Callanish Stones in Black and White

Callanish 2
Callanish 2

I was quite pleased with the color images in my previous post, especially given that they are from negatives over 30 years old. However, when I made prints for a print critique session, I was surprised by everyone's reaction: “Make them in black and white.” The subject is the stones, their forms and textures, they said, not the color. So I made a black and white version of each, which you see here. Quite a different feeling in black and white! Why is that?

This is what I think occurs when viewing black and white photos. By removing color, an image is one step removed from reality. It is partially abstracted, and the viewer reacts differently to the image because of this abstraction. With black and white, the viewer's imagination plays a bigger role, much like the way a radio drama can engage the listener's imagination in ways that television can't.

I still like the color versions, but for me the black and white versions have a stronger impact. They are mysterious and mystical. To put it simply, the color image is closer to what I saw when I was there; the black and white is closer to what I felt.

What are your thoughts? Which version do you like better, the color or the black and white? Why?

 

Happy New Year!

Stonehenge
Stonehenge

Yes, it's another scanned image, this time from a 35mm b&w negative taken in 2000. I have lots more images to scan, but my resolution for next year is to post new work as well.

Next year promises to start out busy. I am currently preparing for a photo presentation of megalithic sites in Europe, including the photo above, to be given in March. Also, as a member of the Soho Photo Gallery, I am participating in an exhibit along with several other members at the Red Filter Gallery in Lambertville, NJ.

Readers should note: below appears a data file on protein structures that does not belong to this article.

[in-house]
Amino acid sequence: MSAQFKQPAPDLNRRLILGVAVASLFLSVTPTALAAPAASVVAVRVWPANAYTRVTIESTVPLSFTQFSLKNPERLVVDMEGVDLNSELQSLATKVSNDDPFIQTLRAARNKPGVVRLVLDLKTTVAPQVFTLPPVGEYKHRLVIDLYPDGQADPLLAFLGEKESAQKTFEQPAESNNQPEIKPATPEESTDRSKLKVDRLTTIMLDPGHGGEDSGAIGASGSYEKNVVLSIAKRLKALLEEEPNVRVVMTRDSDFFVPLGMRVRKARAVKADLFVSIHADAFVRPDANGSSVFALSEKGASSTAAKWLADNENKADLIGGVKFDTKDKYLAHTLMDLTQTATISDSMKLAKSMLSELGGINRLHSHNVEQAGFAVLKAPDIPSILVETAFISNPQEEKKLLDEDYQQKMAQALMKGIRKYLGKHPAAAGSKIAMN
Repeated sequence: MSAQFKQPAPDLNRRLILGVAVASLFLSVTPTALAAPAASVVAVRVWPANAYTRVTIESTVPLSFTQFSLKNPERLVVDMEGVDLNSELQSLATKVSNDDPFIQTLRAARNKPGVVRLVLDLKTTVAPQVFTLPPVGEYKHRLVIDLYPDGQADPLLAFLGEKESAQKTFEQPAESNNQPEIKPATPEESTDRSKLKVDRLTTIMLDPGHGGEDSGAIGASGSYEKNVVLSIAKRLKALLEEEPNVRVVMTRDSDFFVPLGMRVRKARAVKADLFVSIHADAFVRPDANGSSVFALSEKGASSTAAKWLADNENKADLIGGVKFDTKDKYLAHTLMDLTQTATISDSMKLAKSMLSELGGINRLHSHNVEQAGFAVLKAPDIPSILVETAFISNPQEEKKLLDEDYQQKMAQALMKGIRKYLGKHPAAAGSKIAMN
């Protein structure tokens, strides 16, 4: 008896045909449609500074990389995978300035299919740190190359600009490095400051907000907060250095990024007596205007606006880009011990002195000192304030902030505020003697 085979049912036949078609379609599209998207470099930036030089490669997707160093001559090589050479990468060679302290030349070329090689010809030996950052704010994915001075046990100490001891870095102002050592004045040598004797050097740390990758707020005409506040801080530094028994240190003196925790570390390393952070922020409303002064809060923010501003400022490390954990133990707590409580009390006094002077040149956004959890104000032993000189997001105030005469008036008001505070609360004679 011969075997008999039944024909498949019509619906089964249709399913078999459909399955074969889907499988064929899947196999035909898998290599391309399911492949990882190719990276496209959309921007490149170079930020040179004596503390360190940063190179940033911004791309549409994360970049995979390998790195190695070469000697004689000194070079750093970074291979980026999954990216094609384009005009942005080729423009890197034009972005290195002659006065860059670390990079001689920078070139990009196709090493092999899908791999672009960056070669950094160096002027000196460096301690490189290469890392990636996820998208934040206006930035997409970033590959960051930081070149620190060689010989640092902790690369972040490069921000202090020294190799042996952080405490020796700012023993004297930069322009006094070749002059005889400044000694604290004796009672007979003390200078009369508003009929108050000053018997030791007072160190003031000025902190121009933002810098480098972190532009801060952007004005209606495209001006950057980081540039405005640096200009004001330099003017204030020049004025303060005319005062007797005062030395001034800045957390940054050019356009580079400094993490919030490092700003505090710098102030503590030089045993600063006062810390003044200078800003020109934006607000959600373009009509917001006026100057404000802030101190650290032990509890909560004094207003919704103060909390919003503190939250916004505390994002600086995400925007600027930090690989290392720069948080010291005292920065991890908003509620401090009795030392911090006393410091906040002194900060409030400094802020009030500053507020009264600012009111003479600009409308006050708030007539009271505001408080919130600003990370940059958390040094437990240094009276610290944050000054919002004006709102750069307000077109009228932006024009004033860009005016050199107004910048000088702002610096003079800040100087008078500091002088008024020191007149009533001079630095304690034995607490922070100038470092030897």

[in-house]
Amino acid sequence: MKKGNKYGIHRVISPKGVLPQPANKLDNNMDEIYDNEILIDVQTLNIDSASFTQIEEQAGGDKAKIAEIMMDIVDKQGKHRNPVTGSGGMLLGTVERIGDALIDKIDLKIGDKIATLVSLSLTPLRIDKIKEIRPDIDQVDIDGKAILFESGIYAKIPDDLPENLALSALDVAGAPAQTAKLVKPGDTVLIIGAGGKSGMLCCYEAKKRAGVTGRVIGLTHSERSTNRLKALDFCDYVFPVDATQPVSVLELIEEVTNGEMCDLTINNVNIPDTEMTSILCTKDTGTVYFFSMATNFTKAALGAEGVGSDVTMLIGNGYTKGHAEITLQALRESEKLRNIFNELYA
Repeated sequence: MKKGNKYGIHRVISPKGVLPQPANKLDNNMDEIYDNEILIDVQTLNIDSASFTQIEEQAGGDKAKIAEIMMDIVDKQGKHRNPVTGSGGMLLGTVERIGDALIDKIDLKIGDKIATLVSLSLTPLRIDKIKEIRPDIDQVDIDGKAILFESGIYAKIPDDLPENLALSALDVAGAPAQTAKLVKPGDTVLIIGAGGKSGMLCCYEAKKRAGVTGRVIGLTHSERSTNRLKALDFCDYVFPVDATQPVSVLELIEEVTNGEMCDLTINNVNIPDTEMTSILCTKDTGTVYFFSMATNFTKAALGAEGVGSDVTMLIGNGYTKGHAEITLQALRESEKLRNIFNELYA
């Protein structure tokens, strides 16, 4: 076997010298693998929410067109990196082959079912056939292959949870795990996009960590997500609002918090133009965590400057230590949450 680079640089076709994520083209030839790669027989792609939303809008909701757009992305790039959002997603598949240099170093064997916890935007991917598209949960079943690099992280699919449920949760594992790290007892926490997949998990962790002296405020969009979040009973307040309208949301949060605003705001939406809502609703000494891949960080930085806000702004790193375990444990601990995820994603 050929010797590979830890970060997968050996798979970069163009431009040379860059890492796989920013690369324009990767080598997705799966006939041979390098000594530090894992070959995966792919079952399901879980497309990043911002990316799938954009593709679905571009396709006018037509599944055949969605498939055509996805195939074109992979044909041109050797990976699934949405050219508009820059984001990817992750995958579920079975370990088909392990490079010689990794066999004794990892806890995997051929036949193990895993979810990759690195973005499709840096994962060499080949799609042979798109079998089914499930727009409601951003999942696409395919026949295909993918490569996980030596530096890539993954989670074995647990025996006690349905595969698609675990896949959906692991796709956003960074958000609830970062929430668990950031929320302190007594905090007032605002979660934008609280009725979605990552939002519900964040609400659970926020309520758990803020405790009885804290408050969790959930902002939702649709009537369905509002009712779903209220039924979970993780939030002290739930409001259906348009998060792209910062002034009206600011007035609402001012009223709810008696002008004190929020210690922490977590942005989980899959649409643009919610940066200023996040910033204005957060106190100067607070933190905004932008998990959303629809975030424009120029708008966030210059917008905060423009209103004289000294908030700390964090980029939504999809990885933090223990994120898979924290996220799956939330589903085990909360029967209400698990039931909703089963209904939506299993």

As the sun sets on 2011, I want to wish everyone a happy, healthy, and joyous 2012.

Scanned Slides of Milford Sound, New Zealand

Here is another discovery I made while sifting through decades of my old slides. I found slides of Milford Sound in New Zealand from a trip in 1989. Rain-drenched mountains rise steeply from the water, with clouds swirling above them and below. How uninteresting these photos would have been if the sun were shining! They would have been ordinary postcard shots. The dyes in many of these slides  had partially faded, leaving an uneven magenta or blue cast to them. Since they were almost monochromatic, conversion to black and white seemed the way to go. Four images are in the Milford Sound, NZ gallery on my website.

Scanned Slides of Iceland, 1973

I began a project this year that I've been meaning to do for a long time. I have begun to scan my archives of 35mm film into my computer and convert them to digital images. I began photography around 1969 and didn't maintain a consistent filing system for negatives or slides. Many slides remained in their original yellow boxes from Kodak. So I knew I was in for a long, slow journey viewing forgotten images.

I have made some amazing discoveries along the way. One wonderful discovery is from slides taken on a 1973 trip to Iceland. For the most part the color quality has remained good, with little or no fading from the old Kodachromes. I find these old images still appealing: buildings situated in remote landscapes; water tumbling over rocks so new they show few signs of erosion; fishing boats in and out of the water.

On this trip, I spent one day at a whaling station in Hvalfjörður, arriving just as a whale was brought in for butchering. The stench was overwhelming, and I could not understand how the workers could do their jobs with such a foul smell constantly in their midst.

I have added eight of these Icelandic photos to the website.

Before digital, making prints from color slides was always a difficult and expensive process for me, with unsatisfying results. I never attempted color printing in the darkroom, but now I can finally make images from slides that brings out their full potential.